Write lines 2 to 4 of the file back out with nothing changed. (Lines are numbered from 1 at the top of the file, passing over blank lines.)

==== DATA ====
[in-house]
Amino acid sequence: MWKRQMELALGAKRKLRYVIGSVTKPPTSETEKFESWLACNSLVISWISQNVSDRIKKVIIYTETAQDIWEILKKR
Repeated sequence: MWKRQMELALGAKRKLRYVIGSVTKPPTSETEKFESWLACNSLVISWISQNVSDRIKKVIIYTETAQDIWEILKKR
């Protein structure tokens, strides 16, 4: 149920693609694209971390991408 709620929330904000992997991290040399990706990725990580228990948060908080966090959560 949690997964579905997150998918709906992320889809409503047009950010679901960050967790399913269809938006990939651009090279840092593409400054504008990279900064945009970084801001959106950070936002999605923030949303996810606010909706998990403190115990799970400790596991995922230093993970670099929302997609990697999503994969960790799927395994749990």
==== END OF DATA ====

Amino acid sequence: MWKRQMELALGAKRKLRYVIGSVTKPPTSETEKFESWLACNSLVISWISQNVSDRIKKVIIYTETAQDIWEILKKR
Repeated sequence: MWKRQMELALGAKRKLRYVIGSVTKPPTSETEKFESWLACNSLVISWISQNVSDRIKKVIIYTETAQDIWEILKKR
């Protein structure tokens, strides 16, 4: 149920693609694209971390991408 709620929330904000992997991290040399990706990725990580228990948060908080966090959560 949690997964579905997150998918709906992320889809409503047009950010679901960050967790399913269809938006990939651009090279840092593409400054504008990279900064945009970084801001959106950070936002999605923030949303996810606010909706998990403190115990799970400790596991995922230093993970670099929302997609990697999503994969960790799927395994749990």